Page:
Negotiation tactics are specific strategies or techniques used by negotiators to influence or gain an advantage during the negotiation process. These tactics aim to achieve better outcomes, create leverage, or navigate challenging situations. While some negotiation tactics may be considered ethical and constructive, others can be manipulative or deceptive. Here is a list of negotiation tactics:

  1. Anchoring: Starting the negotiation with an extreme or ambitious offer to set the reference point for further discussions.
  2. Mirroring: Subtly imitating the body language, tone, or speech pattern of the other party to build rapport and establish a connection.
  3. Flattery: Complimenting the other party to make them feel valued and create a positive atmosphere.
  4. Nibbling: Requesting small additional concessions after the agreement is almost finalized to gain extra benefits.
  5. Good Cop/Bad Cop: One negotiator plays the “good cop,” being sympathetic and accommodating, while another plays the “bad cop,” being more aggressive and demanding.
  6. Time Pressure: Creating a sense of urgency or time constraint to prompt the other party to make quick decisions or concessions.
  7. Walk-Away Threats: Threatening to walk away from the negotiation if certain demands are not met to put pressure on the other party.
  8. Limited Authority: Blaming limited decision-making power to justify the inability to meet specific demands or make concessions.
  9. Strategic Silence: Using silence strategically to prompt the other party to fill the gaps or make concessions.
  10. Good Guy/Bad Guy: One negotiator acts as the tough or uncompromising negotiator, while the other portrays themselves as reasonable and willing to find solutions.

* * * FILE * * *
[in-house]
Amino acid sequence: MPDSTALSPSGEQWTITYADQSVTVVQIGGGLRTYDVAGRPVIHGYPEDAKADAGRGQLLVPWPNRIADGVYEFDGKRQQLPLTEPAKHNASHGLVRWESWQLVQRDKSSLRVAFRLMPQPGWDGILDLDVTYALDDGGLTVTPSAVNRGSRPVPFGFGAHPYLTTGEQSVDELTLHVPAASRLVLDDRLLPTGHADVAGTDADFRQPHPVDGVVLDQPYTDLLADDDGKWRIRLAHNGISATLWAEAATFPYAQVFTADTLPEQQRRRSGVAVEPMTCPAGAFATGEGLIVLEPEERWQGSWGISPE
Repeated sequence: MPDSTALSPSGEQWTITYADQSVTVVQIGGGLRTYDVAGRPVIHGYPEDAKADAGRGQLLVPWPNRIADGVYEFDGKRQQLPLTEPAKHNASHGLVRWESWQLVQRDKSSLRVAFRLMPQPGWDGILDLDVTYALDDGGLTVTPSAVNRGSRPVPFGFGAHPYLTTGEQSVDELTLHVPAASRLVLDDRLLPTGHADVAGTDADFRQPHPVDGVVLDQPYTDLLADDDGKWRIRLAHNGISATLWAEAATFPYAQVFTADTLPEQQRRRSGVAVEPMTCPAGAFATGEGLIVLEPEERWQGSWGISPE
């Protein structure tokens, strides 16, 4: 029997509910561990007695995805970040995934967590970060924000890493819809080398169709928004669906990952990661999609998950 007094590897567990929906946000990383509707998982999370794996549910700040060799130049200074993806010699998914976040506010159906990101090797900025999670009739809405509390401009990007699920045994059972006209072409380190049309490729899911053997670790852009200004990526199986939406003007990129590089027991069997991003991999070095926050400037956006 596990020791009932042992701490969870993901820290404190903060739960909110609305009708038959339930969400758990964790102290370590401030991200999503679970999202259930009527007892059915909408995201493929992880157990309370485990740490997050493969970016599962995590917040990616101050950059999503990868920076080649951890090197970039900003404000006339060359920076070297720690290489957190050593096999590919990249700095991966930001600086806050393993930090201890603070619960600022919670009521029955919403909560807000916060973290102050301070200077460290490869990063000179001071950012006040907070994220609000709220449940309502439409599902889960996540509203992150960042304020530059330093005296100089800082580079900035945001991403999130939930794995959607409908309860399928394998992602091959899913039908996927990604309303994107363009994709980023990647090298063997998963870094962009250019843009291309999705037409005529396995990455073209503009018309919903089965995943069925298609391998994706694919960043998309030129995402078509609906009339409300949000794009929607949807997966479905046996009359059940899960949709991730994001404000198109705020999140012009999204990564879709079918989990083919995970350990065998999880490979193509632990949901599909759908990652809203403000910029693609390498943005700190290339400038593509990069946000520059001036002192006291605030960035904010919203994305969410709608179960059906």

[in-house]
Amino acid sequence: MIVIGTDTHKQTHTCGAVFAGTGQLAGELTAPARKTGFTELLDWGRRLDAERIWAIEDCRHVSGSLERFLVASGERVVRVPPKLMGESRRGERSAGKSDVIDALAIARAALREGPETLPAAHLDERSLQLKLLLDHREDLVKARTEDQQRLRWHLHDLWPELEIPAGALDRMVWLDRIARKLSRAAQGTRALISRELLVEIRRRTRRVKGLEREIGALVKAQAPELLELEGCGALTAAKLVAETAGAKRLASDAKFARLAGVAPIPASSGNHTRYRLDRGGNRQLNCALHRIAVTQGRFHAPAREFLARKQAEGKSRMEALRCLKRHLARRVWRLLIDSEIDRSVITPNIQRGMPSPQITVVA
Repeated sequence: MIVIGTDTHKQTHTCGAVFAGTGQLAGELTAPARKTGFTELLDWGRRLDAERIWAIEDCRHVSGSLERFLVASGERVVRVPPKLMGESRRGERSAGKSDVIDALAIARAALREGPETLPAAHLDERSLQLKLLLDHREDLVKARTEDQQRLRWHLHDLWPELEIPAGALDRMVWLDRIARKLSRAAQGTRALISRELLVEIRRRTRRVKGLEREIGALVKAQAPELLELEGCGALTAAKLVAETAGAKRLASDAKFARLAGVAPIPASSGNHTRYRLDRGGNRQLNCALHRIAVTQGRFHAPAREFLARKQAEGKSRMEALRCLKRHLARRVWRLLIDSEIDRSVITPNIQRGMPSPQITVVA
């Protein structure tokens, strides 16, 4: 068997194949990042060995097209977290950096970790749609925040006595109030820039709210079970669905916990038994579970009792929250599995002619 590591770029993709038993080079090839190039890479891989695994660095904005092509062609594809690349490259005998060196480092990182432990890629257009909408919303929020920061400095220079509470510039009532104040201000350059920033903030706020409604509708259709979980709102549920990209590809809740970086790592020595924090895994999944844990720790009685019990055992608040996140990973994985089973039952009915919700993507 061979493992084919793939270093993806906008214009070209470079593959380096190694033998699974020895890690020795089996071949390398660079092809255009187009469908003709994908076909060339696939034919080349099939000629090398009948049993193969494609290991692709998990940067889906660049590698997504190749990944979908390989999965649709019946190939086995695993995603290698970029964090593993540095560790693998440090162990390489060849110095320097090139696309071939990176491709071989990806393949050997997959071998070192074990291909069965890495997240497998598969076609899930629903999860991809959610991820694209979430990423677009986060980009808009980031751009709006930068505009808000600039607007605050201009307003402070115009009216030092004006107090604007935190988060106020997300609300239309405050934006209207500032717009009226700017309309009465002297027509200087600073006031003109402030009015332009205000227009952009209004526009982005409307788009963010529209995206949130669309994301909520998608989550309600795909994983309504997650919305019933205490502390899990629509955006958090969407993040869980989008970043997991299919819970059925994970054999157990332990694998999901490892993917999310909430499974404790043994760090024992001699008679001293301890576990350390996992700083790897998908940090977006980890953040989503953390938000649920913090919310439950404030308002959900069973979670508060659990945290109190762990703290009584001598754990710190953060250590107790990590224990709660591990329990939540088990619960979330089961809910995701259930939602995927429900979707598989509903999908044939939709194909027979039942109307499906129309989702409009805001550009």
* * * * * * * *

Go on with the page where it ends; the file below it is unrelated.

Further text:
11. Personal Attacks: Attacking the character or personality of the other party to weaken their position or credibility.
  12. Information Withholding: Deliberately keeping certain information or critical details from the other party to gain an advantage.
  13. The Red Herring: Introducing a distracting or irrelevant issue to divert attention from the central points of negotiation.
  14. Sweetener: Offering an additional concession or benefit at the last moment to encourage the other party to agree.
  15. Bait and Switch: Presenting an initial offer or proposal, and then changing it later to a less favorable option.
  16. Trial Balloons: Floating a hypothetical proposal to gauge the other party’s reaction without committing to it.
  17. Limited Time Offer: Presenting a special offer that is available only for a limited time to encourage a quick decision.
  18. Nibble and Freeze: Requesting a small additional concession and then freezing the negotiation to prevent further demands.
  19. Intimidation: Using aggressive tactics, threats, or displays of power to put pressure on the other party.
  20. Compromise Trap: Encouraging the other party to accept a suboptimal agreement by presenting it as a fair compromise.

It is essential to use negotiation tactics ethically and avoid tactics that may damage the negotiation process or harm the relationship with the other party. Effective negotiators focus on creating value, building rapport, and seeking win-win solutions that satisfy the interests of all parties involved.